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California vintners downplay kashrut to lure Israeli patrons

Jewish Bulletin of Northern California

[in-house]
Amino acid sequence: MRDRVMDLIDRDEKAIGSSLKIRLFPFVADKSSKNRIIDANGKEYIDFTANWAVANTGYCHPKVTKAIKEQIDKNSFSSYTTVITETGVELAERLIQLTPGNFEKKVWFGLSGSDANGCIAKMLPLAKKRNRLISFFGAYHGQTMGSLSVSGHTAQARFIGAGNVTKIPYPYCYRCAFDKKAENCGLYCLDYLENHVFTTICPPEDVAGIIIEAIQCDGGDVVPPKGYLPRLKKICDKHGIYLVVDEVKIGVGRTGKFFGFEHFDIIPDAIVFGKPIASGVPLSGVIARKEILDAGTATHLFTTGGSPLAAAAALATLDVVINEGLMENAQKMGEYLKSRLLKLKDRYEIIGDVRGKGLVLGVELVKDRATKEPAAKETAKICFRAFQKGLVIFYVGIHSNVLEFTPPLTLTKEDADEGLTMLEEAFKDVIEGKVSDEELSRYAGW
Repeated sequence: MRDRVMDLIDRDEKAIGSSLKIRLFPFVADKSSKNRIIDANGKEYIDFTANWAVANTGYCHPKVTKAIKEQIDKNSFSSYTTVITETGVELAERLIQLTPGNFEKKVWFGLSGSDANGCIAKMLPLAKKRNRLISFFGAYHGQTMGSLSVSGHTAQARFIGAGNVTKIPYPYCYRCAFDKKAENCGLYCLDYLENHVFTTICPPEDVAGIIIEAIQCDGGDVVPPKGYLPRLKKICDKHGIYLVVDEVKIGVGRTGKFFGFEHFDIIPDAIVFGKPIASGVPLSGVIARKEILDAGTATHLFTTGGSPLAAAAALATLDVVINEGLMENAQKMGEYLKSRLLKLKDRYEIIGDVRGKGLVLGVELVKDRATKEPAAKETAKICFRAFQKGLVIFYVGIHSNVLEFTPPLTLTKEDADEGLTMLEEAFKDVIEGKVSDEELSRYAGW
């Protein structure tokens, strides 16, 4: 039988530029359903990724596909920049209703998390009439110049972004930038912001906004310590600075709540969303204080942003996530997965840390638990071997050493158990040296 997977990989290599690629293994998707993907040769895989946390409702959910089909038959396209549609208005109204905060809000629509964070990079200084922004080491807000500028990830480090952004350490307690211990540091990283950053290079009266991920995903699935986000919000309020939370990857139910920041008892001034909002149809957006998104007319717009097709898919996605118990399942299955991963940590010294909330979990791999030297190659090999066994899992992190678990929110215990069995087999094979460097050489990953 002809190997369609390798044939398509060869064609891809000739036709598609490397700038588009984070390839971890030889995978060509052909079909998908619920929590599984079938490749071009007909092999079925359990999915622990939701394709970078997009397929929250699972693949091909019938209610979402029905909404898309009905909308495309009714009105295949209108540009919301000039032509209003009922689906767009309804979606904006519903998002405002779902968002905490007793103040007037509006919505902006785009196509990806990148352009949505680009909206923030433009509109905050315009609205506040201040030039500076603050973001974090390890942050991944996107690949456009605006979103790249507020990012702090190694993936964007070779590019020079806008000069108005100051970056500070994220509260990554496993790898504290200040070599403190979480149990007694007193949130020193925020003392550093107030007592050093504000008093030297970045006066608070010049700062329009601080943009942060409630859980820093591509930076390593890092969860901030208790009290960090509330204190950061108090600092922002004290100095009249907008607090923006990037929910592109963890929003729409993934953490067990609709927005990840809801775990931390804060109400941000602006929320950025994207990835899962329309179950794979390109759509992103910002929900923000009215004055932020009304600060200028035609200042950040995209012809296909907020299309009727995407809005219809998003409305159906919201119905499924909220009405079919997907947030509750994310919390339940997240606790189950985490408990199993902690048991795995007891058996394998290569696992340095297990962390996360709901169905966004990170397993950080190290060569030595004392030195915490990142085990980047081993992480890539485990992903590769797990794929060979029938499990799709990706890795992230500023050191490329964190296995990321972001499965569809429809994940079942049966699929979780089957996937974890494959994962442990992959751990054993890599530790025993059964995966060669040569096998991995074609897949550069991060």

SAN FRANCISCO, April 20 (JTA) — California’s kosher wines are hot not only in the United States. Israel is consuming increasing amounts of wine, fueled in part — like the United States itself — by more studies showing the health benefits of moderate wine drinking. Ernie Weir, owner of Hagafen Cellars in Napa, Calif., exports about 20 percent of his annual yield to Israel. Weir is also a consultant to Israel’s Carmel Winery, which now sells a Carmel Choice California White Zinfandel, a semidry blush wine. Meanwhile, Wente Bros., based in Livermore, Calif., is entering its second year of exporting a Monterey Coast Cabernet Sauvignon, sold jointly in Israel with the Segal Winery. This year Wente Bros. is exporting 5,000 cases of cabernet. It’s economics, maintains John Schwartz, Wente Bros’ vice president of international operations. “Wine consumption per capita is up, and the grape harvest production in Israel is flat,” he says. The Israeli wine world, once ruled by the old-line Carmel, turned around in the early 1980s with the first releases by the Golan Heights Winery’s Golan and Yarden labels. Golan, which hired such leading winemakers as Sunnyvale’s Peter Stern, soon was winning international wine competitions. Today Israel’s wine scene is booming and consumption is climbing. Some wines are exported to Europe and the United States, and a few dozen smaller, microwineries are even cropping up. Wente Bros. says it is packaging its cabernet as an upscale Israeli wine, and downplaying the kosher aspect — just as U.S. kosher winemakers market their product as premium wines first, kosher second. Ironically, Hagafen’s Weir says one Israeli told him that the Napa wine’s label was just “too Jewish” for secular Israeli drinkers.

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